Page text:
I will update these charts now and again, and if popularity gets really high I will obviously update them more frequently. I may or may not add older CPU's and GPU's, it all depends on if I can find some solid benchmark data someplace that I can normalize then re-normalize against the NPR baseline and finally add them to the charts.
Enjoy the new Reviews section, I have a few future plans that might be just as interesting.
But I question the results and usefulness (as I do the charts themselves if you look at just the overall performance). I've long felt the charts can be very misleading, and it shows itself in bad forum recommendations. This, while a nice concept, may make it easier to get a bad impression of how the GPU's stack up in current games.
For instance, it tells me the only thing better than my SLI 8800GT OC combo is Crossfire 2900XT? Based on what, 3dmark06? Overall gaming total including low res no fsaa? For gaming, 8800GTX SLI is better than my combo, and the dual 2900XT is far worse.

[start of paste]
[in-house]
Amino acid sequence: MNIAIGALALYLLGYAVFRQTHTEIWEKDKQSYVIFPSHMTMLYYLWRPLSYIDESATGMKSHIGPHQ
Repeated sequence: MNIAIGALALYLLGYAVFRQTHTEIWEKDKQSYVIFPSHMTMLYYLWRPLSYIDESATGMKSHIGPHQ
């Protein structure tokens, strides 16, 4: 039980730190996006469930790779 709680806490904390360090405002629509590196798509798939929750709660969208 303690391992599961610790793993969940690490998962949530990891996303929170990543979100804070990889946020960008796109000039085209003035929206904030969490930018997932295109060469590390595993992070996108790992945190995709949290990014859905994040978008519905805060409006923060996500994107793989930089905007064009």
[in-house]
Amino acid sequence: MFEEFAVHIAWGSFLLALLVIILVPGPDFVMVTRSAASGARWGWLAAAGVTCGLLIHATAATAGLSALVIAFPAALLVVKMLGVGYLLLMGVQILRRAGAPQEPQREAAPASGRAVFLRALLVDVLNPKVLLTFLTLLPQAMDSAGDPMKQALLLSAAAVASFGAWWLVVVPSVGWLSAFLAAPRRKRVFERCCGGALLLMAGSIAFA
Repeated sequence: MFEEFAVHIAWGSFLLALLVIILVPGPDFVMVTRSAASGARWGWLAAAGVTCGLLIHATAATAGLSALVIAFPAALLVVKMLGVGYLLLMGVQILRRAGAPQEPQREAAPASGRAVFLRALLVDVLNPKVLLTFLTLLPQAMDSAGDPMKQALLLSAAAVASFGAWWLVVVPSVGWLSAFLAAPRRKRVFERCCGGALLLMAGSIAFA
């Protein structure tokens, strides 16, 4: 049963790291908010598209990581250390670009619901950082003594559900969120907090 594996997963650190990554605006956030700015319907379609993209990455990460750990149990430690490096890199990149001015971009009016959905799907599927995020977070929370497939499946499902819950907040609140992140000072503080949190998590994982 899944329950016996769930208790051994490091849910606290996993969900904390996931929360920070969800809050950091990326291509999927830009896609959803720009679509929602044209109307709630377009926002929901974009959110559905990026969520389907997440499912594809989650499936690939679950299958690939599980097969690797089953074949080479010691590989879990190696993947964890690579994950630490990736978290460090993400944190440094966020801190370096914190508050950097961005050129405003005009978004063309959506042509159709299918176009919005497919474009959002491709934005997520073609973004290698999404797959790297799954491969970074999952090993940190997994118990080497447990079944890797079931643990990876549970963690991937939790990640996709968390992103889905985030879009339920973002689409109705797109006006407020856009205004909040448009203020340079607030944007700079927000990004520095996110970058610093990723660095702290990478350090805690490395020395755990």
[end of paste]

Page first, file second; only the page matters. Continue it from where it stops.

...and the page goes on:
Also, it has the GF7's ranked way too high for current gaming trends. The 7900GT is now far behind the X1950 pro if you look at UT3, Crysis, Call of Duty 4, Oblivion, etc. Someone could look at these and think a card that struggles in new games is a good used choice, when a brand new, cheaper, better card could be found for their needs.
Instead of editing again, I'll say the same for the CPU's. Someone will bring it up if I don't. It's general performance, but doesn't necessarily equate to better performance for the individual needs.
For example, It tells us a QX6800 is a green step up from the e8500. If all a person does is play games a QX6800 is not a step up, and either will be excellent. Many understand this no problem, but surely a large number of Tom's readers do not.
Anyway, not trying to bash your efforts. I hope you understand where I am coming from. I actually like the idea and think it's clever and quite amusing. My only alarm is that just feeding noobs (no offense to anyone) overall scores is a dangerous thing.
Maybe there should be a warning about this at the top just to explain how to use/not use the info. At least stating more clearly specifically where the numbers came from (overall total score?)